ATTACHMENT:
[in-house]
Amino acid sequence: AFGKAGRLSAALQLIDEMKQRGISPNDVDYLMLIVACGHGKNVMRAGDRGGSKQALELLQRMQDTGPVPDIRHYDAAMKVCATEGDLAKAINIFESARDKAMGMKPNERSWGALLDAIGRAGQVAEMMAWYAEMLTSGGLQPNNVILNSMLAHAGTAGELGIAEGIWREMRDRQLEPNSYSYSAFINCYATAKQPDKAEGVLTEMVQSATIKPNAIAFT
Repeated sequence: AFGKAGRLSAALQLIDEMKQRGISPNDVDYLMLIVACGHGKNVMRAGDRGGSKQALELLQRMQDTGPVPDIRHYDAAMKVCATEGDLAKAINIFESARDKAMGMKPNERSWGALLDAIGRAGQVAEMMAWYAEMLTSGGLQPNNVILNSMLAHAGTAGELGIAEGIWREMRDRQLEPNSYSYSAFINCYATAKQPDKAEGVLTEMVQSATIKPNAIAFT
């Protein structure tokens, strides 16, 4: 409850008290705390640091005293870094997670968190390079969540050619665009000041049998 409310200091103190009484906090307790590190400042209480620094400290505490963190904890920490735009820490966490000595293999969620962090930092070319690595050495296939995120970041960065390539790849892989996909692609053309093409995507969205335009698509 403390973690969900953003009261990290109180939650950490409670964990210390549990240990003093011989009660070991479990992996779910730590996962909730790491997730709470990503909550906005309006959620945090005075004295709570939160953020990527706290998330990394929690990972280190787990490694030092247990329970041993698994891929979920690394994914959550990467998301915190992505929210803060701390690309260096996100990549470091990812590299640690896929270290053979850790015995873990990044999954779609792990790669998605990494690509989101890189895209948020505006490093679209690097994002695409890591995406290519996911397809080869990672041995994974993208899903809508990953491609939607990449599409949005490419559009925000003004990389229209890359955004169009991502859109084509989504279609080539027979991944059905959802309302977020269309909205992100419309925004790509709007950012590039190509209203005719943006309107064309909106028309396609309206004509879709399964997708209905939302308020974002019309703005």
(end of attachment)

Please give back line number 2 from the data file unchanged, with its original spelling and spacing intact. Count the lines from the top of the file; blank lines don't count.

Amino acid sequence: AFGKAGRLSAALQLIDEMKQRGISPNDVDYLMLIVACGHGKNVMRAGDRGGSKQALELLQRMQDTGPVPDIRHYDAAMKVCATEGDLAKAINIFESARDKAMGMKPNERSWGALLDAIGRAGQVAEMMAWYAEMLTSGGLQPNNVILNSMLAHAGTAGELGIAEGIWREMRDRQLEPNSYSYSAFINCYATAKQPDKAEGVLTEMVQSATIKPNAIAFT